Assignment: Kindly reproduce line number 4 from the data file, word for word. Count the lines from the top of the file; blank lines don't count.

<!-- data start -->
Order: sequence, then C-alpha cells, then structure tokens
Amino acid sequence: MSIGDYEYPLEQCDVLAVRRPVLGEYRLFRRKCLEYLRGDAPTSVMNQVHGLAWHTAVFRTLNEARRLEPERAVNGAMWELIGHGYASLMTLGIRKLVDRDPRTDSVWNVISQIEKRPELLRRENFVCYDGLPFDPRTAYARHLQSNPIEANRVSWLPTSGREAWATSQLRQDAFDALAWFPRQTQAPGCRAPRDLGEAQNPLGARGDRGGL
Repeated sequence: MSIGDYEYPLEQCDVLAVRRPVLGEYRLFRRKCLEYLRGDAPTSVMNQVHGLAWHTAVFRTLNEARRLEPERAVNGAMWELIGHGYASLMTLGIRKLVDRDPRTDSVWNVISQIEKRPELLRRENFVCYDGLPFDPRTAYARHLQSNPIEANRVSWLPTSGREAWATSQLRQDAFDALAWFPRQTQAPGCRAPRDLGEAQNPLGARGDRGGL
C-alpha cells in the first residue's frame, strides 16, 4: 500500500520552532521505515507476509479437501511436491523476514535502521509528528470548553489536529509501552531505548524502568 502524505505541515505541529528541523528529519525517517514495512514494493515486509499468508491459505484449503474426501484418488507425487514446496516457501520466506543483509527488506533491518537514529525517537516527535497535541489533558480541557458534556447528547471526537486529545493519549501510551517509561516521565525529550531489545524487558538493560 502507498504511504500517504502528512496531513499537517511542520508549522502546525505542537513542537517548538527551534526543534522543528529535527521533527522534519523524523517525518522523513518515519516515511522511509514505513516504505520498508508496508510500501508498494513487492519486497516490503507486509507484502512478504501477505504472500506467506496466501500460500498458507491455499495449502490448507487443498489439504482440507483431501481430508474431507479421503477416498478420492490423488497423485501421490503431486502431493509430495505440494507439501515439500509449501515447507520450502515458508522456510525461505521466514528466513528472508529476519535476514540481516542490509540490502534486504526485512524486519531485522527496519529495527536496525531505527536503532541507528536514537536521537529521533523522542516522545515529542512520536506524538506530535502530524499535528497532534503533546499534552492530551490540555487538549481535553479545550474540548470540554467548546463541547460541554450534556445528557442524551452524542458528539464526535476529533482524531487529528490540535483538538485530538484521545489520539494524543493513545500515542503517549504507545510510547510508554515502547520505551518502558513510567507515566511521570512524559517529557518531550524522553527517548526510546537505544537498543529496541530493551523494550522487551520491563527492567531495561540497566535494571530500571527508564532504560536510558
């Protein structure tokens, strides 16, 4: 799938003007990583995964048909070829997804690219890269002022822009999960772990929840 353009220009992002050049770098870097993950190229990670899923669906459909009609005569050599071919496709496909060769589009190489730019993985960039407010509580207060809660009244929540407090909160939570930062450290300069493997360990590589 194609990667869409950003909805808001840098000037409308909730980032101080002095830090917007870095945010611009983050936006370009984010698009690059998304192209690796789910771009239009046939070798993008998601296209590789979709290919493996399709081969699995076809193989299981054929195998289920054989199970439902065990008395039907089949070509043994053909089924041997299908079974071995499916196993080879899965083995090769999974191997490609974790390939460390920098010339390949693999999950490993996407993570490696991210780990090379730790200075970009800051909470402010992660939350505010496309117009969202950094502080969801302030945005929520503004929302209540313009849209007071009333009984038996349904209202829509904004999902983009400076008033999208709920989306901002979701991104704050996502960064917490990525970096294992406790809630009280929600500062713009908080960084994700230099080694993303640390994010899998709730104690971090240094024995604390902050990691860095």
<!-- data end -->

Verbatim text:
C-alpha cells in the first residue's frame, strides 16, 4: 500500500520552532521505515507476509479437501511436491523476514535502521509528528470548553489536529509501552531505548524502568 502524505505541515505541529528541523528529519525517517514495512514494493515486509499468508491459505484449503474426501484418488507425487514446496516457501520466506543483509527488506533491518537514529525517537516527535497535541489533558480541557458534556447528547471526537486529545493519549501510551517509561516521565525529550531489545524487558538493560 502507498504511504500517504502528512496531513499537517511542520508549522502546525505542537513542537517548538527551534526543534522543528529535527521533527522534519523524523517525518522523513518515519516515511522511509514505513516504505520498508508496508510500501508498494513487492519486497516490503507486509507484502512478504501477505504472500506467506496466501500460500498458507491455499495449502490448507487443498489439504482440507483431501481430508474431507479421503477416498478420492490423488497423485501421490503431486502431493509430495505440494507439501515439500509449501515447507520450502515458508522456510525461505521466514528466513528472508529476519535476514540481516542490509540490502534486504526485512524486519531485522527496519529495527536496525531505527536503532541507528536514537536521537529521533523522542516522545515529542512520536506524538506530535502530524499535528497532534503533546499534552492530551490540555487538549481535553479545550474540548470540554467548546463541547460541554450534556445528557442524551452524542458528539464526535476529533482524531487529528490540535483538538485530538484521545489520539494524543493513545500515542503517549504507545510510547510508554515502547520505551518502558513510567507515566511521570512524559517529557518531550524522553527517548526510546537505544537498543529496541530493551523494550522487551520491563527492567531495561540497566535494571530500571527508564532504560536510558